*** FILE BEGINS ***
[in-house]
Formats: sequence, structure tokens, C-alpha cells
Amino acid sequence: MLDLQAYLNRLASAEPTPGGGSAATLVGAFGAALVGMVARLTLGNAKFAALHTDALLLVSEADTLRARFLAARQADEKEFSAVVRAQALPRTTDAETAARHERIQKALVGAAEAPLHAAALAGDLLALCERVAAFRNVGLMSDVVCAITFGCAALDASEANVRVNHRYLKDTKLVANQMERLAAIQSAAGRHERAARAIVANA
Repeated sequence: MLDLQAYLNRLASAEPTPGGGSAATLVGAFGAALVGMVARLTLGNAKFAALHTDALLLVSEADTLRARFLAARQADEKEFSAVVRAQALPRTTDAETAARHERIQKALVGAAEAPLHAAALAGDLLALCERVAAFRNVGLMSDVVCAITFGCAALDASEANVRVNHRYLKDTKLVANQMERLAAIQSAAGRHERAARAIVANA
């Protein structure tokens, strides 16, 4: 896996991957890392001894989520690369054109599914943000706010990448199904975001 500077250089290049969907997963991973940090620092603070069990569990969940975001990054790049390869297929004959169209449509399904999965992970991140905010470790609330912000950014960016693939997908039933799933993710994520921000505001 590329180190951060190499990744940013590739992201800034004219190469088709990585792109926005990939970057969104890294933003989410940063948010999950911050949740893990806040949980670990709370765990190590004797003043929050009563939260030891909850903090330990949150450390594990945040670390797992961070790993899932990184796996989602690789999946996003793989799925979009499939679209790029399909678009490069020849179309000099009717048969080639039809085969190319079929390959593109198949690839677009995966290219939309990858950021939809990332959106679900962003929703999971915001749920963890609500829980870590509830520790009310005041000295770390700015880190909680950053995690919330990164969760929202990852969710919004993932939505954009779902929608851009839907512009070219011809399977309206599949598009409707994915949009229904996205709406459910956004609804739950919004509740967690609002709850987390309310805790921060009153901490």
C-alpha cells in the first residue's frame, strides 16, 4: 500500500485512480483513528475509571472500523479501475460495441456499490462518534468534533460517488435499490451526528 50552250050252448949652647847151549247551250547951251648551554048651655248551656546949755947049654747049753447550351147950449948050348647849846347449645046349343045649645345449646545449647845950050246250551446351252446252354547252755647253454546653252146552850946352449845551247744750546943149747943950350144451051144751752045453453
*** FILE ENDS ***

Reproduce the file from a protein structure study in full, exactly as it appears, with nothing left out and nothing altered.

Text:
[in-house]
Formats: sequence, structure tokens, C-alpha cells
Amino acid sequence: MLDLQAYLNRLASAEPTPGGGSAATLVGAFGAALVGMVARLTLGNAKFAALHTDALLLVSEADTLRARFLAARQADEKEFSAVVRAQALPRTTDAETAARHERIQKALVGAAEAPLHAAALAGDLLALCERVAAFRNVGLMSDVVCAITFGCAALDASEANVRVNHRYLKDTKLVANQMERLAAIQSAAGRHERAARAIVANA
Repeated sequence: MLDLQAYLNRLASAEPTPGGGSAATLVGAFGAALVGMVARLTLGNAKFAALHTDALLLVSEADTLRARFLAARQADEKEFSAVVRAQALPRTTDAETAARHERIQKALVGAAEAPLHAAALAGDLLALCERVAAFRNVGLMSDVVCAITFGCAALDASEANVRVNHRYLKDTKLVANQMERLAAIQSAAGRHERAARAIVANA
């Protein structure tokens, strides 16, 4: 896996991957890392001894989520690369054109599914943000706010990448199904975001 500077250089290049969907997963991973940090620092603070069990569990969940975001990054790049390869297929004959169209449509399904999965992970991140905010470790609330912000950014960016693939997908039933799933993710994520921000505001 590329180190951060190499990744940013590739992201800034004219190469088709990585792109926005990939970057969104890294933003989410940063948010999950911050949740893990806040949980670990709370765990190590004797003043929050009563939260030891909850903090330990949150450390594990945040670390797992961070790993899932990184796996989602690789999946996003793989799925979009499939679209790029399909678009490069020849179309000099009717048969080639039809085969190319079929390959593109198949690839677009995966290219939309990858950021939809990332959106679900962003929703999971915001749920963890609500829980870590509830520790009310005041000295770390700015880190909680950053995690919330990164969760929202990852969710919004993932939505954009779902929608851009839907512009070219011809399977309206599949598009409707994915949009229904996205709406459910956004609804739950919004509740967690609002709850987390309310805790921060009153901490």
C-alpha cells in the first residue's frame, strides 16, 4: 500500500485512480483513528475509571472500523479501475460495441456499490462518534468534533460517488435499490451526528 50552250050252448949652647847151549247551250547951251648551554048651655248551656546949755947049654747049753447550351147950449948050348647849846347449645046349343045649645345449646545449647845950050246250551446351252446252354547252755647253454546653252146552850946352449845551247744750546943149747943950350144451051144751752045453453